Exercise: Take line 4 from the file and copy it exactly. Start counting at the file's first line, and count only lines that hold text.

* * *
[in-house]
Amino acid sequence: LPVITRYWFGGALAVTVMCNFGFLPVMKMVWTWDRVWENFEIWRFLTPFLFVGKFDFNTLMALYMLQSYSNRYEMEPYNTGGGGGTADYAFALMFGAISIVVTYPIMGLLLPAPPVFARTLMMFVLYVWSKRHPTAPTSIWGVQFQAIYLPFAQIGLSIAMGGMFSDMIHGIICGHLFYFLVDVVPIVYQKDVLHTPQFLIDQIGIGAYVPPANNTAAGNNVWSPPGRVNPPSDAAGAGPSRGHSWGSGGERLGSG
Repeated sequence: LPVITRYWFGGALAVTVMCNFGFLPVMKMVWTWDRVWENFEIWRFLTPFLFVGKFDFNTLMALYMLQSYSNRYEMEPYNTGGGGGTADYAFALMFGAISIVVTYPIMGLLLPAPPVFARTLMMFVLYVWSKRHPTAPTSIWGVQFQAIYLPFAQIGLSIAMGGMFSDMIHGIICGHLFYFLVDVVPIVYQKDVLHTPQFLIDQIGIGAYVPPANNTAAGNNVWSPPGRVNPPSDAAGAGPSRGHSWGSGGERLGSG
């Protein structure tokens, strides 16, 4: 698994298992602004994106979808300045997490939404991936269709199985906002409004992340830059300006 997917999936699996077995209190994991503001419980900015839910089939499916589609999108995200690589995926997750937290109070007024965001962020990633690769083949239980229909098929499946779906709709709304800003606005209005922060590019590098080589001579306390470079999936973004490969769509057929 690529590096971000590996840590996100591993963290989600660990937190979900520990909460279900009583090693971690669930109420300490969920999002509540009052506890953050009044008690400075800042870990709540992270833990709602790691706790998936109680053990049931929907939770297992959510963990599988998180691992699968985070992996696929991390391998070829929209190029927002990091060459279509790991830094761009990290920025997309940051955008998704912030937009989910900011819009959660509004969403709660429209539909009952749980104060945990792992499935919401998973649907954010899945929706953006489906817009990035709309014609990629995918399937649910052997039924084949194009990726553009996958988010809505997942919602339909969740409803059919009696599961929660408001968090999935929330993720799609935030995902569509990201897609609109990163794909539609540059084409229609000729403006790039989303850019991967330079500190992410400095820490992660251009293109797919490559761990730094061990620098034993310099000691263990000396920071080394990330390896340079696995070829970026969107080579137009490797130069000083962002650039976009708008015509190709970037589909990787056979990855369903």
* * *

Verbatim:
């Protein structure tokens, strides 16, 4: 698994298992602004994106979808300045997490939404991936269709199985906002409004992340830059300006 997917999936699996077995209190994991503001419980900015839910089939499916589609999108995200690589995926997750937290109070007024965001962020990633690769083949239980229909098929499946779906709709709304800003606005209005922060590019590098080589001579306390470079999936973004490969769509057929 690529590096971000590996840590996100591993963290989600660990937190979900520990909460279900009583090693971690669930109420300490969920999002509540009052506890953050009044008690400075800042870990709540992270833990709602790691706790998936109680053990049931929907939770297992959510963990599988998180691992699968985070992996696929991390391998070829929209190029927002990091060459279509790991830094761009990290920025997309940051955008998704912030937009989910900011819009959660509004969403709660429209539909009952749980104060945990792992499935919401998973649907954010899945929706953006489906817009990035709309014609990629995918399937649910052997039924084949194009990726553009996958988010809505997942919602339909969740409803059919009696599961929660408001968090999935929330993720799609935030995902569509990201897609609109990163794909539609540059084409229609000729403006790039989303850019991967330079500190992410400095820490992660251009293109797919490559761990730094061990620098034993310099000691263990000396920071080394990330390896340079696995070829970026969107080579137009490797130069000083962002650039976009708008015509190709970037589909990787056979990855369903």